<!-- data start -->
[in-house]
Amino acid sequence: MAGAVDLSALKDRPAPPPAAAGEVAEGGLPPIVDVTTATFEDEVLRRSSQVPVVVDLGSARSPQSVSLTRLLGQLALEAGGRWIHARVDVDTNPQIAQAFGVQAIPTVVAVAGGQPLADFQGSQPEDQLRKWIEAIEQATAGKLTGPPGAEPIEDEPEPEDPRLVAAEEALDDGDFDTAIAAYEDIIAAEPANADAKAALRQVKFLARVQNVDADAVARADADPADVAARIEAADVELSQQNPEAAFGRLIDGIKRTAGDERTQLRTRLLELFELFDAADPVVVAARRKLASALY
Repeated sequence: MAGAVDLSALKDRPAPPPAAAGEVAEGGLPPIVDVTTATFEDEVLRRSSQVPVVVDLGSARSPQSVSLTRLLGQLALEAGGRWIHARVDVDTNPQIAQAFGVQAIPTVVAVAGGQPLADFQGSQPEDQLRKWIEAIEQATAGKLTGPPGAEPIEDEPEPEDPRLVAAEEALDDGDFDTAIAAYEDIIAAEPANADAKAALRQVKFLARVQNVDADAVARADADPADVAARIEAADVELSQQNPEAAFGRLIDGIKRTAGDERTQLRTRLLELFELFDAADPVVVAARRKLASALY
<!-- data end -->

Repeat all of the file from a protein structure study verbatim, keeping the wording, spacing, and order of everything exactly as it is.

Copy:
[in-house]
Amino acid sequence: MAGAVDLSALKDRPAPPPAAAGEVAEGGLPPIVDVTTATFEDEVLRRSSQVPVVVDLGSARSPQSVSLTRLLGQLALEAGGRWIHARVDVDTNPQIAQAFGVQAIPTVVAVAGGQPLADFQGSQPEDQLRKWIEAIEQATAGKLTGPPGAEPIEDEPEPEDPRLVAAEEALDDGDFDTAIAAYEDIIAAEPANADAKAALRQVKFLARVQNVDADAVARADADPADVAARIEAADVELSQQNPEAAFGRLIDGIKRTAGDERTQLRTRLLELFELFDAADPVVVAARRKLASALY
Repeated sequence: MAGAVDLSALKDRPAPPPAAAGEVAEGGLPPIVDVTTATFEDEVLRRSSQVPVVVDLGSARSPQSVSLTRLLGQLALEAGGRWIHARVDVDTNPQIAQAFGVQAIPTVVAVAGGQPLADFQGSQPEDQLRKWIEAIEQATAGKLTGPPGAEPIEDEPEPEDPRLVAAEEALDDGDFDTAIAAYEDIIAAEPANADAKAALRQVKFLARVQNVDADAVARADADPADVAARIEAADVELSQQNPEAAFGRLIDGIKRTAGDERTQLRTRLLELFELFDAADPVVVAARRKLASALY